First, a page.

Comments on UCD Bioaccumulation Studies

G. Fred Lee, PhD, DEE
G. Fred Lee & Associates
27298 E. El Macero Dr.
El Macero, California 95618-1005

Via em: [email protected]

July 2, 1997

Brian Oatman
Associate Environmental Engineer
University of California
Environmental Health and Safety
Davis, CA 95616

Dear Brian:

Following up on the last UCD - DOE LEHR national Superfund site RPM meeting and my FAX to you bringing to your attention Robert Brodberg, the person who I believe would be a key person to contact concerning California Department of Health Services' approaches for issuing a fish consumption advisory for Putah Creek based on the ATSDR data, as I mentioned, recently I have been involved in helping to establish a bioaccumulation monitoring program for fish in the Sacramento River watershed. This is part of the Central Valley Regional Water Quality Control Board's Watershed Initiative. A panel of several of us have been responsible for developing an overall study program for bioaccumulation on the Sacramento River system. The initial focus is on the main stem of the river and its major tributaries; it does not include smaller tributaries such as Putah Creek. Mr. Brodberg is part of this group.

While as I mentioned at the RPM meeting I doubt that, based on correspondence in connection with our e-mail network on bioaccumulation issues, DHS would support formally listing Putah Creek near the UCD campus wastewater discharges with a fish consumption health advisory based on only the ATSDR data, this does not mean that UCD should not post this area warning people that the fish in Putah Creek near the campus wastewater discharge at Old Davis Road have been found to contain excessive concentrations of mercury and lead. While some within the UCD L. Vanderhoef administration are trying to minimize the significance of this situation and confuse the public and others about its importance, the facts are that if anything, the concentrations of higher trophic level fish in that area will be even higher than the average concentrations that were found in the ATSDR's studies since typically higher trophic level fish tend to bioaccumulate more.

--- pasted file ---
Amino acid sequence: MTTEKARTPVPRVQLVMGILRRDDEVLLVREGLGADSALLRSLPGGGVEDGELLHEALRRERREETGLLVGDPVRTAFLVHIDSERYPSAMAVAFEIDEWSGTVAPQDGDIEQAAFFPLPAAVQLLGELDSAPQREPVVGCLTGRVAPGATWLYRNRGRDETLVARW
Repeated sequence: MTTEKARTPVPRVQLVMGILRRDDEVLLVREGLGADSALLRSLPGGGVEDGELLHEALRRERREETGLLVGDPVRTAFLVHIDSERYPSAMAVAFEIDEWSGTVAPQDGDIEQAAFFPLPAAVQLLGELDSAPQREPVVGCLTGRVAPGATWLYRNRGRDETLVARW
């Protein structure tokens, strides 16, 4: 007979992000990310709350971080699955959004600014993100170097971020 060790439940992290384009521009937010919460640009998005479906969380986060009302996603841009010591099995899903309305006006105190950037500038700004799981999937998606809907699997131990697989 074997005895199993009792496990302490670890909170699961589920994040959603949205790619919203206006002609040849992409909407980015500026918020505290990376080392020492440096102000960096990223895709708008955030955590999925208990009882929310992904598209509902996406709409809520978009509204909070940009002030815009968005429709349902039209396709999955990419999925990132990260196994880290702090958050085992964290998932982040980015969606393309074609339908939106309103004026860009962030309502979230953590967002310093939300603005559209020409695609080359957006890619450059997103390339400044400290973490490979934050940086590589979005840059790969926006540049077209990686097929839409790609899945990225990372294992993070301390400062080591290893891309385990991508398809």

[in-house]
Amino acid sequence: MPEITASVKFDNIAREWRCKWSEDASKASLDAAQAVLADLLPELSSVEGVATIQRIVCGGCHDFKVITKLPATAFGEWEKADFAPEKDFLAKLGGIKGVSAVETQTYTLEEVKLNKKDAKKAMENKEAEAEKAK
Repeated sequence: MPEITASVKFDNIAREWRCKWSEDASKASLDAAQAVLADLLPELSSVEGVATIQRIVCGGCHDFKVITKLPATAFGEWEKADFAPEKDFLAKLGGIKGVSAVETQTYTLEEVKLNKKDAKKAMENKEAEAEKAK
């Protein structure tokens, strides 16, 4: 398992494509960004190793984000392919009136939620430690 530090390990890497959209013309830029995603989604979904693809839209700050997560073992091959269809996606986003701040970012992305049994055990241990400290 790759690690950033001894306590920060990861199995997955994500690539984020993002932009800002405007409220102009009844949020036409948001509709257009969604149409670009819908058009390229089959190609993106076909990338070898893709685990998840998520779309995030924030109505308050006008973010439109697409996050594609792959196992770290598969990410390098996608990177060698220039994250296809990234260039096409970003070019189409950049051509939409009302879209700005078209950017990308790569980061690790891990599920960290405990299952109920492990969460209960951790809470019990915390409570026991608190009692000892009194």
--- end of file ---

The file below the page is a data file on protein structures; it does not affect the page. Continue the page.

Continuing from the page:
This posting should be done independent of the concentrations at other locations. For the UCD L. Vanderhoef administration to ignore the ATSDR's recommendations on this could put this administration and members of it in a significant liability situation. Should someone who has been or continues to consume fish from this area assert that they have been damaged because of consuming fish under conditions where the University administration knew that this situation existed and that there is considerable evidence that it is related to UCD's wastewater dischargers/stormwater runoff.

With respect to the comments made by UCD staff at the RPM meeting about a UCD researcher providing advice on mercury studies, if this researcher is Slotton, he is part of the group with whom I am working on Sacramento River watershed issues. It is important that UCD's future work include proper evaluation of the potential critical concentrations of mercury in accord with the latest work. Some of the previous UCD work in this area has failed to recognize and report on the concentrations of mercury that are now considered by the US EPA to be adverse to human health. These are on the order of about 0.1 mg/kg for individuals who consume one meal of fish per week. Further, UCD should get individuals involved who understand aquatic chemistry of mercury and how to do forensic studies to trace mercury back to its sources. Based on the ATSDR data, there is little question that at least part, and possibly a substantial part, of the mercury that is bioaccumulating in fish is from UCD's wastewater sources.

It is also important for UCD to not ignore the possibility of chlorinated hydrocarbons arising from UCD's wastewater discharges and stormwater runoff being present in Putah Creek fish at excessive concentrations. As I have previously pointed out, the ATSDR studies did not properly measure some of the chlorinated hydrocarbons that are of concern at sufficiently low concentrations to determine if excessive concentrations are present in fish tissue.

If you have any questions about these comments, please contact me.

Sincerely yours,


G. Fred Lee, PhD, DEE
Copy to: J. Roth

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